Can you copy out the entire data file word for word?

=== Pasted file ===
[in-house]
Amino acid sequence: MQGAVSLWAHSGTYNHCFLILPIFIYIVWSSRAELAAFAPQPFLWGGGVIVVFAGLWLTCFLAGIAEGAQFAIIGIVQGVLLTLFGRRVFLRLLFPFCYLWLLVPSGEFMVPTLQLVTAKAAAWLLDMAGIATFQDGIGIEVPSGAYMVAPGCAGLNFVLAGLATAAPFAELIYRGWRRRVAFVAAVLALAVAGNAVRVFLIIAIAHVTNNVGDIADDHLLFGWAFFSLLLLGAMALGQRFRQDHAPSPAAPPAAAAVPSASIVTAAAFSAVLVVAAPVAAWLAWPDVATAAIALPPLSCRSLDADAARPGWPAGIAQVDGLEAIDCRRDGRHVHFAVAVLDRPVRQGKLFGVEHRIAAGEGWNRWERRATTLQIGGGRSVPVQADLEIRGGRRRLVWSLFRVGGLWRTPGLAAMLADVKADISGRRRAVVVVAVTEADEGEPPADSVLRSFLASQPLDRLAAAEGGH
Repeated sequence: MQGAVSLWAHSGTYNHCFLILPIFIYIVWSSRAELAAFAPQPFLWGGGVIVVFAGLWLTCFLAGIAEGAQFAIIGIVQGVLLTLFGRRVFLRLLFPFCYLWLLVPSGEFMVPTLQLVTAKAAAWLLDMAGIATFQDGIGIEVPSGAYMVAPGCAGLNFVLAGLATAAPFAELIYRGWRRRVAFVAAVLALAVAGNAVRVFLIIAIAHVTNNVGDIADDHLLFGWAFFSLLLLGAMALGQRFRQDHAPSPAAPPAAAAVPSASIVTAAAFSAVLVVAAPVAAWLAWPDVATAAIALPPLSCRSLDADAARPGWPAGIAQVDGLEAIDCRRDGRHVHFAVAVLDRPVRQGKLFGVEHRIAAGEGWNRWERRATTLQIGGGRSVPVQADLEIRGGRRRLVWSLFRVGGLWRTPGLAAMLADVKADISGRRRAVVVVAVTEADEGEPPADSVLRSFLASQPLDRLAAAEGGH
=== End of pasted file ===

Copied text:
[in-house]
Amino acid sequence: MQGAVSLWAHSGTYNHCFLILPIFIYIVWSSRAELAAFAPQPFLWGGGVIVVFAGLWLTCFLAGIAEGAQFAIIGIVQGVLLTLFGRRVFLRLLFPFCYLWLLVPSGEFMVPTLQLVTAKAAAWLLDMAGIATFQDGIGIEVPSGAYMVAPGCAGLNFVLAGLATAAPFAELIYRGWRRRVAFVAAVLALAVAGNAVRVFLIIAIAHVTNNVGDIADDHLLFGWAFFSLLLLGAMALGQRFRQDHAPSPAAPPAAAAVPSASIVTAAAFSAVLVVAAPVAAWLAWPDVATAAIALPPLSCRSLDADAARPGWPAGIAQVDGLEAIDCRRDGRHVHFAVAVLDRPVRQGKLFGVEHRIAAGEGWNRWERRATTLQIGGGRSVPVQADLEIRGGRRRLVWSLFRVGGLWRTPGLAAMLADVKADISGRRRAVVVVAVTEADEGEPPADSVLRSFLASQPLDRLAAAEGGH
Repeated sequence: MQGAVSLWAHSGTYNHCFLILPIFIYIVWSSRAELAAFAPQPFLWGGGVIVVFAGLWLTCFLAGIAEGAQFAIIGIVQGVLLTLFGRRVFLRLLFPFCYLWLLVPSGEFMVPTLQLVTAKAAAWLLDMAGIATFQDGIGIEVPSGAYMVAPGCAGLNFVLAGLATAAPFAELIYRGWRRRVAFVAAVLALAVAGNAVRVFLIIAIAHVTNNVGDIADDHLLFGWAFFSLLLLGAMALGQRFRQDHAPSPAAPPAAAAVPSASIVTAAAFSAVLVVAAPVAAWLAWPDVATAAIALPPLSCRSLDADAARPGWPAGIAQVDGLEAIDCRRDGRHVHFAVAVLDRPVRQGKLFGVEHRIAAGEGWNRWERRATTLQIGGGRSVPVQADLEIRGGRRRLVWSLFRVGGLWRTPGLAAMLADVKADISGRRRAVVVVAVTEADEGEPPADSVLRSFLASQPLDRLAAAEGGH